“Anything that becomes a popular trend has the potential of being overused or misused in terms of how it’s harvested and collected and gathered and even cultivated,” she says. “As long as we’ve got a set standard of healthy practices for the environment and then also the social aspect of healthy businesses that are being created around seaweed, then I think, absolutely, it has a huge potential here.”

Know your Colours

There are three main groups of seaweed: brown, green and red.

Brown seaweed, like kelp, has the most B vitamins and are best for tissue repair and circulation. They also have a compound called fucoidan, shown in studies to have anti-cancer qualities.

Green seaweed, like sea lettuce, is the most detoxifying, says Chantelle Line, sales and marketing manager of Seaflora Skincare.

Red seaweed, including bumpy-surfaced Turkish towel, has the most protein, Line says. Red seaweed is in almost all of Seaflora’s products because it’s the best for anti-aging.

Super Seaweed

“I’ve always stood by the mottoDon’t put anything on your skin that you wouldn’t eat.’ Skin absolutely absorbs what you put on it,” says marine biologist and seaweed expert Amanda Swinimer of Dakini Tidal Wilds.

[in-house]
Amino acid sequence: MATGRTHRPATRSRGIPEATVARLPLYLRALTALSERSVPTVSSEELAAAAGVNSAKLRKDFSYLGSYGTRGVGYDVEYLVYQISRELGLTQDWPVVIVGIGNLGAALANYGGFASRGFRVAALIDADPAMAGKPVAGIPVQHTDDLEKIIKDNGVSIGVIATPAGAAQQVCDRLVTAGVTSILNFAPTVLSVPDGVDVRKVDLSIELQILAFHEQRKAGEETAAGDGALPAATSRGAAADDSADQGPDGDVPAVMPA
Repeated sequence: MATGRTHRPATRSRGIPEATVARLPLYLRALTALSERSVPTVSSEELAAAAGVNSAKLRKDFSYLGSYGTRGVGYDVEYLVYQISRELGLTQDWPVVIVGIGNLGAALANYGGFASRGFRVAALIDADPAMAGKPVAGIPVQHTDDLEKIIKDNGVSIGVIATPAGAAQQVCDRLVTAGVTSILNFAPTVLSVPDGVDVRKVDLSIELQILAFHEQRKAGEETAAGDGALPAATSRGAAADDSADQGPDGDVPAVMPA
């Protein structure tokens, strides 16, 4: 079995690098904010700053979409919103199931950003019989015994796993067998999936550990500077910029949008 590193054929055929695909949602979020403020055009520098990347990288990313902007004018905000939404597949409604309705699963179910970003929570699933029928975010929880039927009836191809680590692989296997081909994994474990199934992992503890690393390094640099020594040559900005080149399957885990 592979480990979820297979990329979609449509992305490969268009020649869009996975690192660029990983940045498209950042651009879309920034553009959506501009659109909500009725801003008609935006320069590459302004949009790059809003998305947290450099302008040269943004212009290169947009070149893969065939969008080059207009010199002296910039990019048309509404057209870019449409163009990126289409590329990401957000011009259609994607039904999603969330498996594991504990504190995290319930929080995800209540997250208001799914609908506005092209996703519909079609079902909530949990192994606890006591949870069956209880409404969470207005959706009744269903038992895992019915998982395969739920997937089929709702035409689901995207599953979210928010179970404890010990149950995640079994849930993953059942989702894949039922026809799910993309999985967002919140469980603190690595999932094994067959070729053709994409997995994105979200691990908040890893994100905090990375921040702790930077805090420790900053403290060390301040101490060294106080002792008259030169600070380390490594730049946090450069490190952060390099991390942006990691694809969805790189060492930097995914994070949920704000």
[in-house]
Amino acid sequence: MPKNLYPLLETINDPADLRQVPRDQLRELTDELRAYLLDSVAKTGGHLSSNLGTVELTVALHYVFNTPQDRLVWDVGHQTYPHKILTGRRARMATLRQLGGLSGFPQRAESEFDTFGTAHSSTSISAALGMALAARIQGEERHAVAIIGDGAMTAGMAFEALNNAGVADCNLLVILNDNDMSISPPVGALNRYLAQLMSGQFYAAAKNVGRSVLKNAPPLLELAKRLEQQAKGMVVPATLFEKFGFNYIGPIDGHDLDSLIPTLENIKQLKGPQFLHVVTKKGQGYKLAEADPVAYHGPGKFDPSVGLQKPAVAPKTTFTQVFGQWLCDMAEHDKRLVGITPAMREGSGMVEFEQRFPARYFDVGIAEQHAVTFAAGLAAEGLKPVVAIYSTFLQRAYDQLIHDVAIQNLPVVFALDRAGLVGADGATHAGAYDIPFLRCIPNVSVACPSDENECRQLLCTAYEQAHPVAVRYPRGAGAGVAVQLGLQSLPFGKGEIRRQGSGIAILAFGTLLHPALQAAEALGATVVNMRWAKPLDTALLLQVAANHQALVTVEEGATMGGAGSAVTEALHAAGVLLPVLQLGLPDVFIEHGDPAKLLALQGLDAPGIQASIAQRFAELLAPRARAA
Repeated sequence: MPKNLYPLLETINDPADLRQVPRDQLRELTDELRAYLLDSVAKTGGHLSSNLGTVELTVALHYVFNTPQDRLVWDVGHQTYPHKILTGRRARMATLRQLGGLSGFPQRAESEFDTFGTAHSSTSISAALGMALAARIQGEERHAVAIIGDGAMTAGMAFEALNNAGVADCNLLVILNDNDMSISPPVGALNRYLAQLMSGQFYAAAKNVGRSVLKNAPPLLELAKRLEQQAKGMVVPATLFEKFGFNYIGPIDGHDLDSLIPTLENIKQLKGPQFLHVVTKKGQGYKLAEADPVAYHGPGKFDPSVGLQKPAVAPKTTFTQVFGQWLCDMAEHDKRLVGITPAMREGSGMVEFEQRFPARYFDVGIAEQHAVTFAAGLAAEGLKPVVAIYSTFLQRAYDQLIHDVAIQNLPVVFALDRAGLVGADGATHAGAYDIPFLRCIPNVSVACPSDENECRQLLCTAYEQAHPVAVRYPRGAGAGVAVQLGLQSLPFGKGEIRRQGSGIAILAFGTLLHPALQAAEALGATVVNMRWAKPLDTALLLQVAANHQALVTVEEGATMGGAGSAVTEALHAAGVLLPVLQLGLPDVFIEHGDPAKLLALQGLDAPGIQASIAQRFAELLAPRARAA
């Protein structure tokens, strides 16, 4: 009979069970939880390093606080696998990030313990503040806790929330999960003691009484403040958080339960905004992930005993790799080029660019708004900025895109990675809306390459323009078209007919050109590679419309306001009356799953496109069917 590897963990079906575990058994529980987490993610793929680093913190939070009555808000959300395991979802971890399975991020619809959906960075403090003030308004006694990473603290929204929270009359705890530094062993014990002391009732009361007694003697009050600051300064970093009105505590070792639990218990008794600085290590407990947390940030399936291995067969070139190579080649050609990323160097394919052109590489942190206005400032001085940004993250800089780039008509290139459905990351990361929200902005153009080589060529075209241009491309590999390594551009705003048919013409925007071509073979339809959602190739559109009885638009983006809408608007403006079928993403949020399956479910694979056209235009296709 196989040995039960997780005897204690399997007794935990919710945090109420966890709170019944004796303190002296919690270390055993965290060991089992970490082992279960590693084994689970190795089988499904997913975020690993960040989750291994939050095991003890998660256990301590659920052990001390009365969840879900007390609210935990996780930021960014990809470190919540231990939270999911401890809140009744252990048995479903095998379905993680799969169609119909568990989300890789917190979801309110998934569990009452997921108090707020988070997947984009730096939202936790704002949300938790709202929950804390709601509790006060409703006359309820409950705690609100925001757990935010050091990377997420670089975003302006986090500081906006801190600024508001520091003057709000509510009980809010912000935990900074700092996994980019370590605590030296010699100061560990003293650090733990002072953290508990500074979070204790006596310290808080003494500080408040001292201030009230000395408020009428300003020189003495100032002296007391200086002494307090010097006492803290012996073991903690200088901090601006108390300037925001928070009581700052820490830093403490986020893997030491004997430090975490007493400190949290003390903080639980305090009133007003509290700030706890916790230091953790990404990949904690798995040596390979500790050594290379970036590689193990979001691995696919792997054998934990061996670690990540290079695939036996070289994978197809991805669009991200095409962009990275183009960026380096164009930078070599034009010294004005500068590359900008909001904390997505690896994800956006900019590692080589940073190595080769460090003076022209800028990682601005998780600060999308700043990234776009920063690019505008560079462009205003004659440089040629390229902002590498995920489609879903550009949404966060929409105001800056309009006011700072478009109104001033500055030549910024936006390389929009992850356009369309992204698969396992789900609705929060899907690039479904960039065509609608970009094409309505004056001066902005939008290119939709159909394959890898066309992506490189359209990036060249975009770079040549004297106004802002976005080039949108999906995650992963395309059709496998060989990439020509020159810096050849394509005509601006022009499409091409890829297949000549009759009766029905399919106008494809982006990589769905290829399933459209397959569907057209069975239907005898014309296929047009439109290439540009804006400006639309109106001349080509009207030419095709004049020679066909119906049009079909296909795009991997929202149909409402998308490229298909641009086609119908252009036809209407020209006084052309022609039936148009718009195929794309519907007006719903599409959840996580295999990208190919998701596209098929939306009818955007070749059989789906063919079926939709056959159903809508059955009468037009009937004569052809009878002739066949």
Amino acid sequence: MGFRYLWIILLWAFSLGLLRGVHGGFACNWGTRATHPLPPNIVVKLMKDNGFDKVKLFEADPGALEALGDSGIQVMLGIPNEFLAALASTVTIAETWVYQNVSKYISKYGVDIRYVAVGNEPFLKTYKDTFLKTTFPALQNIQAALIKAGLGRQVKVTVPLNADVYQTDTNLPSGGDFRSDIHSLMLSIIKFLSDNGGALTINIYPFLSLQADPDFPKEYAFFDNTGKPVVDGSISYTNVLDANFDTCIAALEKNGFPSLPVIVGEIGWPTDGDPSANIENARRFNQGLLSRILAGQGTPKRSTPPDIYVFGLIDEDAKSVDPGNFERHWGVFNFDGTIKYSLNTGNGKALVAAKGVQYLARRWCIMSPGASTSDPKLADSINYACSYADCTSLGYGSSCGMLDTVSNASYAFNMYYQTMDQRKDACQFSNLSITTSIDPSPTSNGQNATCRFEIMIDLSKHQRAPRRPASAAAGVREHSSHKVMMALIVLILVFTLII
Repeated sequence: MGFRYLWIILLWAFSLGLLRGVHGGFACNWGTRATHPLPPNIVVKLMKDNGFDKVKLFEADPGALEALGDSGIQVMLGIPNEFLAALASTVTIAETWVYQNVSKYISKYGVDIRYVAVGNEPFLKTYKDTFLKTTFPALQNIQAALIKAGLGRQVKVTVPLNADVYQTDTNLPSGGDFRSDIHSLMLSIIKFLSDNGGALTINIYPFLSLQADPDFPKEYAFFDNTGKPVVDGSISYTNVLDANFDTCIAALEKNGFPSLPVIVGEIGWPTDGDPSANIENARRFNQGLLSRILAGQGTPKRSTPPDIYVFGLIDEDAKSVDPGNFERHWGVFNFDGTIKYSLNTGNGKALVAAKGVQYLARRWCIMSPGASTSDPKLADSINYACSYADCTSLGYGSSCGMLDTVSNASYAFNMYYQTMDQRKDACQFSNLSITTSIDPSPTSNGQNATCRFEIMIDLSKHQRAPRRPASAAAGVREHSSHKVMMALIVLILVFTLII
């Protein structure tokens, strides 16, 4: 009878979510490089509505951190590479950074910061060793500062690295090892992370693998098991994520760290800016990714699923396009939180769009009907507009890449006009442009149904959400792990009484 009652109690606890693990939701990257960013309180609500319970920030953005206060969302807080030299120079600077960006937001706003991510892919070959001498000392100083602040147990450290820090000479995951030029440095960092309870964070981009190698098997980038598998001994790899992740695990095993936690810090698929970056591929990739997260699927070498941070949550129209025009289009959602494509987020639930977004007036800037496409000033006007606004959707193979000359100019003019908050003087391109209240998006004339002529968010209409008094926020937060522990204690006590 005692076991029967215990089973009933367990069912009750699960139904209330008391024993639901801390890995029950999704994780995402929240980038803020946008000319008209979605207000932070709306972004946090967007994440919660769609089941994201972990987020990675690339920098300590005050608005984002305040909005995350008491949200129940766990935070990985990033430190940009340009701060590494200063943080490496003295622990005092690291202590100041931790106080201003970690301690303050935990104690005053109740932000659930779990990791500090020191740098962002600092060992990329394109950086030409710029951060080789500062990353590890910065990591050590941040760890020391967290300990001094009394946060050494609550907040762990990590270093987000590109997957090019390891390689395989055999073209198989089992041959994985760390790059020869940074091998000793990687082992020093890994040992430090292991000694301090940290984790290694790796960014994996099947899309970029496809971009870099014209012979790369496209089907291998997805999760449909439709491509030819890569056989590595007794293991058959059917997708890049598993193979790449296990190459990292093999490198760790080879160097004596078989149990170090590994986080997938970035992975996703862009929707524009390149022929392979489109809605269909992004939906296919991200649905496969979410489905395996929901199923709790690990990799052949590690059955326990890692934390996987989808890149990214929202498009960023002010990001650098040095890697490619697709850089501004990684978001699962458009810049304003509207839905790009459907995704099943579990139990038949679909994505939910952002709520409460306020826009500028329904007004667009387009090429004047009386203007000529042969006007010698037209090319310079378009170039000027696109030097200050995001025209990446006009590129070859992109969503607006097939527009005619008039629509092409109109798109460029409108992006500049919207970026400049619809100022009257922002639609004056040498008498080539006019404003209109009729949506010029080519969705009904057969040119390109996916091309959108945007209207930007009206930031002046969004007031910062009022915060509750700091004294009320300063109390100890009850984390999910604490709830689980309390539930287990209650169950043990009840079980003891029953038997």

Ask her what makes seaweed so healthy for skin and body and the list is long.

  • Seaweed has compounds called phlorotannins, among the most powerful antioxidants ever discovered and tested on Earth, Swinimer says. That makes them popular in anti-aging creams. It is hydrophilic, drawing in moisture, so it’s very hydrating.
  • Seaweed creates a gelatinous UV barrier to protect its sex cells from sunlight, creating sun protection whether used topically or eaten.
  • Seaweed has significant amounts of melatonin, which helps to induce a good night’s sleep. It increases circulation and quiets the central nervous system, creating a sense of comfort and relaxation.
  • Fucoidan, found in some brown seaweed, has been shown in studies to have anti-cancer qualities.
  • Seaweed is anti-bacterial and has anti-inflammatory properties, helping cleanse lactic acid, making a seaweed bath excellent for muscle pain.
  • Seaweed has been touted to increase collagen production, but Swinimer said she couldn’t confirm that in scientific literature.
  • Brown seaweed contains sodium alginate, which draws toxins, including heavy metals like mercury and lead, along with radioactive isotopes, dioxins and other harmful chemicals, before safely passing them from the body through stools.
  • Seaweed is the most concentrated food source of minerals on the planet. It includes calcium, magnesium, manganese, protein, zinc, iodine and iron. It is rich in B vitamins as well as vitamin A, C, D, E and K.